The Republican marketing firm that bombarded people's cellphones with unsolicited anti-Obama text messages this week is undeterred by criticism of the practice, claiming it is protected by its right to free speech.
Gabriel Joseph, president of Virginia-based ccAdvertising, told The Hill on Friday that he believes the text messages are an effective campaign tactic and he is open to sending more of them before the election on Tuesday.
"The fact that some people are bothered by this doesn't offend me at all," Joseph said. "It means what we're doing is working. It means it's effective."
Joseph said he sent the messages on behalf of a client, but he declined to name the client or disclose how many messages he sent.
Many people in the Washington, D.C., metro area received the messages, but Joseph wouldn't say whether he targeted a particular region.
He said he obtained the phone numbers from publicly available records, that his firm is "scrupulous" in following the law and that he was only exercising his right to free speech.
"We live in a country called America. We don't live in Russia or China or Iran or Syria where they restrict free speech," Joseph said.
The text messages, sent on Tuesday night, covered a variety of topics, including gay rights, abortion and Medicare, and reached people who had never asked to receive them.
"Obama supports homosexuality and its radical social agenda. Say No to Obama on Nov 6!" one message read.
"The average American pays at least $2,000 more in taxes than 4 years ago. STOP OBAMA!" read another.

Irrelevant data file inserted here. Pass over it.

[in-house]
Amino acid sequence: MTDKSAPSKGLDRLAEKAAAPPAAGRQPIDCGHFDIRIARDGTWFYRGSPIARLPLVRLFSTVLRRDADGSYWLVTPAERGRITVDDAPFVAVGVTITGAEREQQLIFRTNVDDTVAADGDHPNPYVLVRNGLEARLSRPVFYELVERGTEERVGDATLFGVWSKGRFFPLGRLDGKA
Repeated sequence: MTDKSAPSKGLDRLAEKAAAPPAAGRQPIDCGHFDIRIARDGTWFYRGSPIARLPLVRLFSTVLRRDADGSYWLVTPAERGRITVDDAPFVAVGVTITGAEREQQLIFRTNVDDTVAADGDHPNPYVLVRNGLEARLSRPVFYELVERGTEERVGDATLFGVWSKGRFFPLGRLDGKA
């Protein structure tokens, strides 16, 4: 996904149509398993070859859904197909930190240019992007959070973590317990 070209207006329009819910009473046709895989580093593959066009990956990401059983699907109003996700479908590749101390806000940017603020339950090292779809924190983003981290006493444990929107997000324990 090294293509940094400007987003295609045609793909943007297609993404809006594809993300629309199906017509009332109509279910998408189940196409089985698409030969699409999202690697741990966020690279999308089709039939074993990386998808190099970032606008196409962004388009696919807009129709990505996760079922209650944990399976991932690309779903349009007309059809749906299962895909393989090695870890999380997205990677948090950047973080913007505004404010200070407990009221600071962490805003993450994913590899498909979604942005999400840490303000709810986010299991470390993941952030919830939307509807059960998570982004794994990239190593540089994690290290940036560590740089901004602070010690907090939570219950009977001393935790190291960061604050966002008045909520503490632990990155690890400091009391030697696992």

Jonathan Weisman, a reporter for The New York Times, tweeted that his 13-year-old daughter received a text reading: "Obama denies protection to babies who survive abortions. Obama is just wrong."
Federal Communications Commission regulations and the Telephone Consumer Protection Act of 1991 prohibit unsolicited auto-dialed text messages.
The law allows for a $16,000 fine for each illegal message. The rules for text-message spam are stricter than email spam because text messages are more invasive and can result in extra charges for consumers who do not have unlimited texting on their cellphone plans.
ccAdvertising sent the messages from websites rather than phone numbers.
The FCC is considering a petition that would clarify that the law covers Web-to-phone messages in addition to phone-to-phone messages.
The onslaught of political text messages sparked outrage on Twitter and other social media sites on Tuesday night, as people complained about the unusual campaign tactic.
The Human Rights Campaign, a gay-rights group, sent a letter to the FCC calling for an investigation into the messages, which it called "blatant" violations of the Telephone Consumer Protection Act.
"The TCPA and other laws were created precisely to protect consumers from scammers who send fraudulent messages while hiding behind a cloak of anonymity," the Human Rights Campaign wrote, calling for "swift and forceful action" against ccAdvertising.
GoDaddy, a Web registrar, initially suspended the websites that ccAdvertising used to send the messages, citing spam and abuse.
But Joseph said he has been in contact with GoDaddy and the accounts are no longer suspended.
Joseph claimed that people opted in to receiving political communications when they registered to vote.
He argued that because many people have abandoned landline phones for cellphones, text messages are one of the most effective ways to communicate with voters. He said he has been thrilled with the reaction to his messages.
"You win elections when your opponents react to what you do," he said.
He argued that liberal groups have the same right to send unsolicited text messages and that they would be smart to do so.
"No, I'm not ashamed of it, and I don't shirk away from it," Joseph said. "The articles that have been written have helped my business."